the mode of ajtistic perception now accepted as legitimate, that is, the aesthetic
disposition, the capacity to consider in and for themselves, as form rather than
function, not only the work designated for such apprehension, i.e. legitimate
works of art, but everything in the world, including cultural objects which are not
yet consecrated – such as, at one time, primitive arts, or, nowadays, popular
photography or kitsch – and natural objects. The â??pureâ?? gaze is a historical
invention linked to the emergence of an autonomous field of artistic production, that
is, a field capable of imposing its own norms on both the production and the
consumption of its products.^ An art which, like all Post-Impressionist painting, is
the product of an artistic intention which asserts the primacy of the mode of
representation over the object of representation demands categorically an attention
to form which previous art only demanded conditionally.
The pure intention of the artist is that of a producer who aims to be autonomous,
that is, entirely the master of his product, who tends to reject not only the
â??programmesâ?? imposed a priori by scholars and scribes, but also – following the old
hierarchy of doing and saying – the interpretations superimposed a posteriori on his
work. The production of an â??open workâ??, intrinsically and deliberately polysemic,
can thus be understood as the final stage in the conquest of artistic autonomy by
poets and, following in their footsteps, by painters, who had long been reliant on
writers and their work of â??showingâ?? and â??illustratingâ??. To assert the autonomy of
production is to give primacy to that of which the artist is master, i.e. form, manner,
style, rather than the â??subjectâ??, the external referent, which involves subordination
to functions – even if only the most elementary one, that of representing, signifying,
saying something. It also means a refusal to recognize any necessity other than that
inscribed in the specific tradition of the artistic discipline in question: the shift from
an art which imitates nature to an art which imitates art, deriving from its own
history the exclusive source of its experiments and even of its breaks and tradition.
An art which ever increasingly contains reference to its own history demands to be
perceived historically; it asks to be referred not to an external referent, the
represented or designated â??realityâ??, but to the universe of past and present works of
art. Like artistic production in that it is generated in a field, aesthetic perception is
necessarily historical, inasmuch as it is differential, relational, attentive to the
deviations [ecarts) which make styles. Like the so-called naive painter who,
operating outside the field and its specific traditions, remains external to the history
of the art, the â??naiveâ?? spectator cannot attain a specific grasp of works of art which
only have meaning – or value – in relation to the specific history of an artistic
tradition. The aesthetic disposition demanded by the products of a highly
autonomous field of production is inseparable from a specific cultural competence.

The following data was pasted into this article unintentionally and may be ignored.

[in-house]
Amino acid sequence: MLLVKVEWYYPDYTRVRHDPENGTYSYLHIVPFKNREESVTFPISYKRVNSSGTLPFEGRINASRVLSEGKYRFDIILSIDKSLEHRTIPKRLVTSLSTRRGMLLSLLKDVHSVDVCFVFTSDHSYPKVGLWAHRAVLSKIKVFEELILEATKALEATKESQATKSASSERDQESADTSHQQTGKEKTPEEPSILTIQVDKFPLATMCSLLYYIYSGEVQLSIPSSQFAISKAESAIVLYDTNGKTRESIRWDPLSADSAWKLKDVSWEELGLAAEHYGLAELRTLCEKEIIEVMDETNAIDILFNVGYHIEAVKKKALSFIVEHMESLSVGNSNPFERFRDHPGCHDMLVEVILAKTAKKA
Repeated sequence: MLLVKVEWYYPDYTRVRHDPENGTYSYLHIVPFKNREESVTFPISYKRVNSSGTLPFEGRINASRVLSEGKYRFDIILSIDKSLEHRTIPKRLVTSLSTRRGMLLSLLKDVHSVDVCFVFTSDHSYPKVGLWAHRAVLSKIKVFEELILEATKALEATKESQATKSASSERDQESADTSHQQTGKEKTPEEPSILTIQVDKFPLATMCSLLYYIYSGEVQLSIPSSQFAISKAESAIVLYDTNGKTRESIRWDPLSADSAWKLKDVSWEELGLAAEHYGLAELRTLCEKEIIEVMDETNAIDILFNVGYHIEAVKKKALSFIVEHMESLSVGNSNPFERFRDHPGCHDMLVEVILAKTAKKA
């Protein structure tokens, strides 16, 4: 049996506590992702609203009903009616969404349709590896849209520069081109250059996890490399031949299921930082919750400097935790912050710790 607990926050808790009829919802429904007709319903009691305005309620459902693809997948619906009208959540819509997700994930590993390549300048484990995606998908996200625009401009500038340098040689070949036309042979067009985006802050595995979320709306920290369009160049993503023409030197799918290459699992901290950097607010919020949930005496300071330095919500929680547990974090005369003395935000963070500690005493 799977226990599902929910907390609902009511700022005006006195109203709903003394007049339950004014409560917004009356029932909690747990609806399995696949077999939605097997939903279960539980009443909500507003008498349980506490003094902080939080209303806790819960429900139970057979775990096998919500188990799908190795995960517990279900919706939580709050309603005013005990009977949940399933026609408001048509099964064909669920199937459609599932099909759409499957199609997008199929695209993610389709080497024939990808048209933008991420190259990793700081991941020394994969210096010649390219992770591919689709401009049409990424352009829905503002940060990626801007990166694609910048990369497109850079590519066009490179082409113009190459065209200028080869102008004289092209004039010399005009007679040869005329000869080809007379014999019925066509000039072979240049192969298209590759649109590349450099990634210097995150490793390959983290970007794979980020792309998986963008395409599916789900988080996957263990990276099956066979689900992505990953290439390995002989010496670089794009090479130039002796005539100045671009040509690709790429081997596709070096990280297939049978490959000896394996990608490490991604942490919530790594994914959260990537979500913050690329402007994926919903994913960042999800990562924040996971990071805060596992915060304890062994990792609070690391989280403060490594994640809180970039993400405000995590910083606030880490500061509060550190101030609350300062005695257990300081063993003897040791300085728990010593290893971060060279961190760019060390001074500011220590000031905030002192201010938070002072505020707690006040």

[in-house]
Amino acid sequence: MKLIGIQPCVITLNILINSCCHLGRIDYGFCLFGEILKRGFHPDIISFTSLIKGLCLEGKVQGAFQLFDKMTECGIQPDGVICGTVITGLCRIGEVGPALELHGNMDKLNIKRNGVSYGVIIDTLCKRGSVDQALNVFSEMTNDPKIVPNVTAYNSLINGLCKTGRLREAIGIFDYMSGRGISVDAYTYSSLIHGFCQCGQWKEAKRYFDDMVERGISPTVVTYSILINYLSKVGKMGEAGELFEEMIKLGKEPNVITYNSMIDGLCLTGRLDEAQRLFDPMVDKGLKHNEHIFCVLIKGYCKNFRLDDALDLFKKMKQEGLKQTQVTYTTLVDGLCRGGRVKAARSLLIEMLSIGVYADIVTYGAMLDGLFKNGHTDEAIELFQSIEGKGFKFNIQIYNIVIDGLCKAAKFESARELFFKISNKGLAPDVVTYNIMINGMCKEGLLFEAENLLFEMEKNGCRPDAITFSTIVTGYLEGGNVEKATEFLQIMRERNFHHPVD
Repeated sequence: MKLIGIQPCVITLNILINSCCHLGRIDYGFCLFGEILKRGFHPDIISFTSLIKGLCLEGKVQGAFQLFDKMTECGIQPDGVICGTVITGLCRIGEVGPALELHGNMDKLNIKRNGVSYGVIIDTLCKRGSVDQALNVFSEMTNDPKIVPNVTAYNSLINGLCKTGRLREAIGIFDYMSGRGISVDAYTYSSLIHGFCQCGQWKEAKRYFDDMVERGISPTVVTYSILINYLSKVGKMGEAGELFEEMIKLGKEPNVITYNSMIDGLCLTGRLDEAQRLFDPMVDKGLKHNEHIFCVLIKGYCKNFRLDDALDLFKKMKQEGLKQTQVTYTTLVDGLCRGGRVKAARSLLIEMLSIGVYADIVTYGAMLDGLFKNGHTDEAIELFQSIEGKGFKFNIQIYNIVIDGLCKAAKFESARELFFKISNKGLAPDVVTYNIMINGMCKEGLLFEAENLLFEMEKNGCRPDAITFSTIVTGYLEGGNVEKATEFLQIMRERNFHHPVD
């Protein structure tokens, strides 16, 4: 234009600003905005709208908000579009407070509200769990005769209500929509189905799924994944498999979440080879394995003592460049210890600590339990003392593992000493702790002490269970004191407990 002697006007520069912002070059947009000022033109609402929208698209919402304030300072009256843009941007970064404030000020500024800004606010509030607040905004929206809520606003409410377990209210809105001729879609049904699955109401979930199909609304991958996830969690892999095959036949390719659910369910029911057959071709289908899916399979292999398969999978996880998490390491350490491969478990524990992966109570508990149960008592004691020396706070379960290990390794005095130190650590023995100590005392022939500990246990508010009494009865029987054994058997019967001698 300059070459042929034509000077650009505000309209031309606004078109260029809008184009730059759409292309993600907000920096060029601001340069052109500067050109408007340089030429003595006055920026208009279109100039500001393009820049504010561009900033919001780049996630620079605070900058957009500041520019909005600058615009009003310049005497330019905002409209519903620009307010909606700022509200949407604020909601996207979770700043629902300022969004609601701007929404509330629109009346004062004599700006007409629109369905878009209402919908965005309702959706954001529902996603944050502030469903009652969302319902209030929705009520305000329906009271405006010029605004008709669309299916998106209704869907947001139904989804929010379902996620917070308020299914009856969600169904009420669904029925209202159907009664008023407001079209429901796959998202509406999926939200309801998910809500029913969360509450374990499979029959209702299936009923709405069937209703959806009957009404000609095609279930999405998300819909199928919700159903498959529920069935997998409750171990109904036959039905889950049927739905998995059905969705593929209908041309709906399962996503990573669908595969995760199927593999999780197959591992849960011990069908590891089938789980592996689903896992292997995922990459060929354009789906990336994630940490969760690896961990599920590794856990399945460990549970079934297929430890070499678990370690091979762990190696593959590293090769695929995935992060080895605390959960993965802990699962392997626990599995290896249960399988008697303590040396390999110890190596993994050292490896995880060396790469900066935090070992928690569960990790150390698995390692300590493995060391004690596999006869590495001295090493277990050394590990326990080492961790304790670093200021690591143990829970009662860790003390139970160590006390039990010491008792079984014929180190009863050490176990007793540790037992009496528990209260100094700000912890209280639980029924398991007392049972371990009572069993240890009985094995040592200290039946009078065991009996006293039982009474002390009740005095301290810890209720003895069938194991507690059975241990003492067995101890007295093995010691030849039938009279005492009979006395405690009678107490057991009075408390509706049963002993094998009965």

This historical culture functions as a principle of pertinence which enables one to
identify, among the elements offered to the gaze, all the distinctive features and only
these, by referring them, consciously or unconsciously, to the universe of possible
alternatives. This mastery is, for the most part, acquired simply by contact with
434
Pierre Bourdieu
works of art – that is, through an implicit learning analogous to that which makes
It possible to recognize familiar faces without explicit rules or criteria – and it
generally remains at a practical level; it is what makes it possible to identify styles,
i.e. modes of expression characteristic of a period, a civilization or a school, without
having to distinguish clearly, or state explicitly, the features which constitute their
originality. Everything seems to suggest that even among professional valuers, the
criteria which define the stylistic properties of the â??typical worksâ?? on which all their
judgements are based usually remain implicit.
The pure gaze implies a break with the ordinary attitude towards the world,
which, given the conditions in which it is performed, is also a social separation.â??
Ortega y Gasset can be believed when he attributes to modern art a systematic
refusal of all that is â??humanâ??, i.e. generic, common – as opposed to distinctive, or
distinguished – namely, the passions, emotions and feelings which â??ordinaryâ?? people
invest in their â??ordinaryâ?? lives. It is as if the â??popular aestheticâ?? (the quotation marks
are there to indicate that this is an aesthetic â??in itself not â??for itself) were based on
the af&rmation of the continuity between art and life, which implies the sub­
ordination of form to function. This is seen clearly in the case of the novel and
especially the theatre, where the working-class audience refuses any sort of formal
experimentation and all the effects which, by introducing a distance from the
accepted conventions (as regards scenery, plot, etc.), tend to distance the spectator,
preventing him from getting involved and fully identifying with the characters (I am
thinking of Brechtian â??alienationâ?? or the disruption of plot in the nouveau roman).â??
In contrast to the detachment and disinterestedness which aesthetic theory regards
as the only way of recognizing the work of art for what it is, i.e. autonomous,
selbstdndig, the â??popular aestheticâ?? ignores or refuses the refusal of â??facileâ?? involve­
ment and â??vulgarâ?? enjoyment, a refusal which is the basis of the taste for formal
experiment. And popular judgements of paintings or photographs spring from an
aestheticâ?? (in fact it is an ethos) which is the exact opposite of the Kantian aesthetic.
Whereas, in order to grasp the specificity of the aesthetic judgement, Kant strove to
distinguish that which pleases from that which gratifies and, more generally, to
distinguish disinterestedness, the sole guarantor of the specifically aesthetic quality
of contemplation, from the interest of reason which defines the Good, working-class
people expect every image to explicitly perform a function, if only that of a sign,
and their judgements make reference, often explicitly, to the norms of morality or
agreeableness. Whether rejecting or praising, their appreciation always has an
ethical basis.
Popular taste applies the schemes of the ethos, which pertain in the ordinary
circumstances of life, to legitimate works of art, and so performs a systematic
reduction of the things of art to the things of life. The very seriousness (or naivety)